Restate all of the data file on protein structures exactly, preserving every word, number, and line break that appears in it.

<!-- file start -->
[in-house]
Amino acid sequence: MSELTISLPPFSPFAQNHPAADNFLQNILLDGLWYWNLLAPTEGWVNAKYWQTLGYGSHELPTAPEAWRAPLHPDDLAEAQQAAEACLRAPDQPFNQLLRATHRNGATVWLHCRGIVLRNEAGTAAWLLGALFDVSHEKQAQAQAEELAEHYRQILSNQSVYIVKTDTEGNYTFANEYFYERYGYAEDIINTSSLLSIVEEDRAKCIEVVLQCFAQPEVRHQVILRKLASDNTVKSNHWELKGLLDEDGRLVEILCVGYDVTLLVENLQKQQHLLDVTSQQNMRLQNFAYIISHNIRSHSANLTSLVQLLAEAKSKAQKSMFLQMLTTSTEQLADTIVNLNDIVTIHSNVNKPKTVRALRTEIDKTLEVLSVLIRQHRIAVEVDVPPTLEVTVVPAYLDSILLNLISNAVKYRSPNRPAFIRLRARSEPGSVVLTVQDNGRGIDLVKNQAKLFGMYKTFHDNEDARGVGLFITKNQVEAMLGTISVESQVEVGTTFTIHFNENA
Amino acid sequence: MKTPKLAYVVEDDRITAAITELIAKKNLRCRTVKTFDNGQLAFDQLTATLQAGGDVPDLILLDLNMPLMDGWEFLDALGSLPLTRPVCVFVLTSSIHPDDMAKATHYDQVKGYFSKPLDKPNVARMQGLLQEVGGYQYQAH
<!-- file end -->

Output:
[in-house]
Amino acid sequence: MSELTISLPPFSPFAQNHPAADNFLQNILLDGLWYWNLLAPTEGWVNAKYWQTLGYGSHELPTAPEAWRAPLHPDDLAEAQQAAEACLRAPDQPFNQLLRATHRNGATVWLHCRGIVLRNEAGTAAWLLGALFDVSHEKQAQAQAEELAEHYRQILSNQSVYIVKTDTEGNYTFANEYFYERYGYAEDIINTSSLLSIVEEDRAKCIEVVLQCFAQPEVRHQVILRKLASDNTVKSNHWELKGLLDEDGRLVEILCVGYDVTLLVENLQKQQHLLDVTSQQNMRLQNFAYIISHNIRSHSANLTSLVQLLAEAKSKAQKSMFLQMLTTSTEQLADTIVNLNDIVTIHSNVNKPKTVRALRTEIDKTLEVLSVLIRQHRIAVEVDVPPTLEVTVVPAYLDSILLNLISNAVKYRSPNRPAFIRLRARSEPGSVVLTVQDNGRGIDLVKNQAKLFGMYKTFHDNEDARGVGLFITKNQVEAMLGTISVESQVEVGTTFTIHFNENA
Amino acid sequence: MKTPKLAYVVEDDRITAAITELIAKKNLRCRTVKTFDNGQLAFDQLTATLQAGGDVPDLILLDLNMPLMDGWEFLDALGSLPLTRPVCVFVLTSSIHPDDMAKATHYDQVKGYFSKPLDKPNVARMQGLLQEVGGYQYQAH